How can I take my pension savings?

It might seem like a far off prospect but knowing how you can access your pension pot can help you understand how best to build for the future you want.

The key thing to know is that from the age of 55, if you have a defined contribution pension, you have the freedom to choose how you take your pension.

There are several ways you can take your pension.

There are several ways you can take your pension.

Lots of choice can often mean increased confusion, so here’s an at-a-glance view of your options. We’re not recommending one over the other, but we can support you when the time comes to make your decision.

(For a more in-depth view of each of the options, with examples and numbers, you can also explore our Approaching retirement section.)

When considering how you’ll take your pension, think ahead about how much you might need to live on in retirement - and how you’ll make your money last.

With all of the options, you can normally take up to 25% of your pension pot as a tax-free lump sum if you wish to do so. The rest will be taxed as an income as and when you receive it, so look at the tax implications of each option carefully.

So what are your options?

1. Get a secure, regular income for life with an annuity
 
If you want to use your pension to provide a guaranteed regular income for life, you can buy an annuity with your fund.

There are different types of annuity to choose from, with income options to suit your needs, perhaps those of your partner when you die - or maybe an increased income if you or your partner have certain health conditions. Check out these annuity tips before you buy.

2. Get a flexible income with a flexi-access drawdown plan

Drawdown lets you dip into your pot as you need. You simply take flexible cash amounts from your pension pot, while the rest stays invested.

But like any investment, the value could go down as well as up and you may not get back what you put in. Any money you have left in the fund can be passed on when you die.

3. Take your money as cash

You can do this all in one go, or as a series of smaller lump sums, whilst the rest remains in your pension fund.
 
If you opt for smaller lump sums without taking your tax-free cash up front then each payment will be 25% tax-free. The remainder will be added to your income for the year and taxed accordingly.

This may result in you paying a higher rate of tax.

4. A combination of options

It may be possible to mix and match what you do with your pension pot at different points in your retirement.
 
Before combining any options though, take time to think about the benefits and considerations of each option on its own. Check with your providers to see that you’re not losing out on any guarantees on your plan by combining options.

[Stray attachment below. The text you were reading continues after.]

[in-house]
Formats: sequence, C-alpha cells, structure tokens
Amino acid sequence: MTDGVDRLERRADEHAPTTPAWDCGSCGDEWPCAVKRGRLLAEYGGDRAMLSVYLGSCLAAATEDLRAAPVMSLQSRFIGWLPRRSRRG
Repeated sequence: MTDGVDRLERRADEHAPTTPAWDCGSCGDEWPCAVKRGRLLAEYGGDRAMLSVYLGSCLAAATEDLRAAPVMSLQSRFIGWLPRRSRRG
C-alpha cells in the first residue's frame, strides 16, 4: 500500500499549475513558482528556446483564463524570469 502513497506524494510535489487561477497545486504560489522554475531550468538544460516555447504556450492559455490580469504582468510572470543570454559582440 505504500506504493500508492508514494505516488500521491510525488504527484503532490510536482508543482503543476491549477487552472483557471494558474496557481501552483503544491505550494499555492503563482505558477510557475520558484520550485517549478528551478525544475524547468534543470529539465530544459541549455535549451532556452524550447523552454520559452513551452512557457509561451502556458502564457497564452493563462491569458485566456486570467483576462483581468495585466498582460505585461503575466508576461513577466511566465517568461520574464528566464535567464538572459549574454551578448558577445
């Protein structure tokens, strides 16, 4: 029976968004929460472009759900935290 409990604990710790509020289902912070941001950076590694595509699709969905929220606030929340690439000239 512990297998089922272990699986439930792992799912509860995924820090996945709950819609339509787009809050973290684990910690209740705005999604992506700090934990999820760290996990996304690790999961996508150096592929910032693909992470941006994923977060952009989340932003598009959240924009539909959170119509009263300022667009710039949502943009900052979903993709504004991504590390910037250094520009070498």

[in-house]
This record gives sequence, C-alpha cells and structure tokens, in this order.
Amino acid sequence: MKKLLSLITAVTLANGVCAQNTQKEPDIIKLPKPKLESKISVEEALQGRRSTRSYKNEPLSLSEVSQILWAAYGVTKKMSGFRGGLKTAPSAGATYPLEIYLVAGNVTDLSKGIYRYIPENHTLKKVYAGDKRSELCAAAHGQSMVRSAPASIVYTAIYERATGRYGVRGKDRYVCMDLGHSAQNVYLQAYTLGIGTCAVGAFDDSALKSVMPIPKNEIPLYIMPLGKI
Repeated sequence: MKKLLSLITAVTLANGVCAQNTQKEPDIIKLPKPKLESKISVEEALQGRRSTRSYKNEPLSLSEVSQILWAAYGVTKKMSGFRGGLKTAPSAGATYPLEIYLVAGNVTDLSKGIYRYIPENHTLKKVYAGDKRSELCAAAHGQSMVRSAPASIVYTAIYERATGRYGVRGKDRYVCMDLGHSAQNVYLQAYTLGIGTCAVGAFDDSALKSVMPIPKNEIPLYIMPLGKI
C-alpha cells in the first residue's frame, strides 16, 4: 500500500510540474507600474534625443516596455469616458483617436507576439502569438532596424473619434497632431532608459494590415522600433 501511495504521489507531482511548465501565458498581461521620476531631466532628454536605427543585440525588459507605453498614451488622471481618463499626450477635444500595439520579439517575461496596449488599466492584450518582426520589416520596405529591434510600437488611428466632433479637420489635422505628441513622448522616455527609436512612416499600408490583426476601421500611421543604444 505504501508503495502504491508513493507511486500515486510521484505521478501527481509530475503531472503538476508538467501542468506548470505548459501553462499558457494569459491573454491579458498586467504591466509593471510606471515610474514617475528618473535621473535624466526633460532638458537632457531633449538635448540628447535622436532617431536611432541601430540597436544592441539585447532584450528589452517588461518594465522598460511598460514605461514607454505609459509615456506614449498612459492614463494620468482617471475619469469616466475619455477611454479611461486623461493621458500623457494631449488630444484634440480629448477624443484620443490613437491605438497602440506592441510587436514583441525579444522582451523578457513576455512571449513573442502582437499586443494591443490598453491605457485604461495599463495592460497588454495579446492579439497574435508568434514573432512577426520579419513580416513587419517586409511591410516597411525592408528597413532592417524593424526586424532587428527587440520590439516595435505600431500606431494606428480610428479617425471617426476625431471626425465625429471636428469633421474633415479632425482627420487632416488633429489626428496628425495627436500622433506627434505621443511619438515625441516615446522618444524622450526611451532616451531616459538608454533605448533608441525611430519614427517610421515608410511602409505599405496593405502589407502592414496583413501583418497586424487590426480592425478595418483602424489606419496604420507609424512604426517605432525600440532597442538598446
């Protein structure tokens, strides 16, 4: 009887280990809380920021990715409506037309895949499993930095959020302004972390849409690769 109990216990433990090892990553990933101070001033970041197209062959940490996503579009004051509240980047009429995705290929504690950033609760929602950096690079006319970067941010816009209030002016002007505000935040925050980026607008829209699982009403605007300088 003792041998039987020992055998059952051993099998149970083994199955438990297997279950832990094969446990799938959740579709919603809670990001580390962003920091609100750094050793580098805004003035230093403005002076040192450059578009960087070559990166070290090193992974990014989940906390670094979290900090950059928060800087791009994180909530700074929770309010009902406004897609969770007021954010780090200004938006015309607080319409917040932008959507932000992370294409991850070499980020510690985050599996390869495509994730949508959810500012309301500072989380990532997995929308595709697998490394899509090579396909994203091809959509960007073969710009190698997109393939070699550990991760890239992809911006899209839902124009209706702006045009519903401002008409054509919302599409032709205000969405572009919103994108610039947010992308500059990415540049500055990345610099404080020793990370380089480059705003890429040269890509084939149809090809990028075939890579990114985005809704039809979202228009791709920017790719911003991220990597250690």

5. Leave it where it is

If you don’t need the money just yet, you could leave it invested for now. As long as your money stays in your pension pot you won’t pay tax on it and you’ll get tax-relief on contributions you make into your plan.

There’s no guarantee you’ll get more when you take your money out, as your fund value can go down as well as up while it remains invested, and so you may not get back what you put in.

You should check with your provider to find out about charges and penalties.

Some other things to think about

We recommend you use Pension Wise, a free impartial guidance service from the government to help you understand your options at retirement.  You can find out more on their website or by calling 0800 280 8880 to book a telephone or face-to-face appointment.

When deciding what to do with your pension pot you should be aware that different providers offer different products that may be more suited to your individual circumstances. Each product option could also have different tax implications. Their rates, investment funds, charges and terms may also be different.
 
For example, with an annuity they might use different criteria to assess you or your partner’s health and/or lifestyle conditions, this is often called an enhanced annuity. This might mean that you could get you a higher level of income elsewhere.
 
This is why it’s important to shop around - so that whatever you decide to do, it’s the right decision for you.

If you are a member of an occupational pension scheme, the options available to you may vary, so please contact your scheme administrator.  If you have a pension with guaranteed benefits where the value is £30,000 or more, legislation requires you to take financial advice when looking to convert into a flexible option.

In addition, if you want to transfer out of a defined benefit scheme you are also required to take financial advice.

Need help? Have questions?

If you're looking for further information or want to chat about your product options, we can help.

Contact us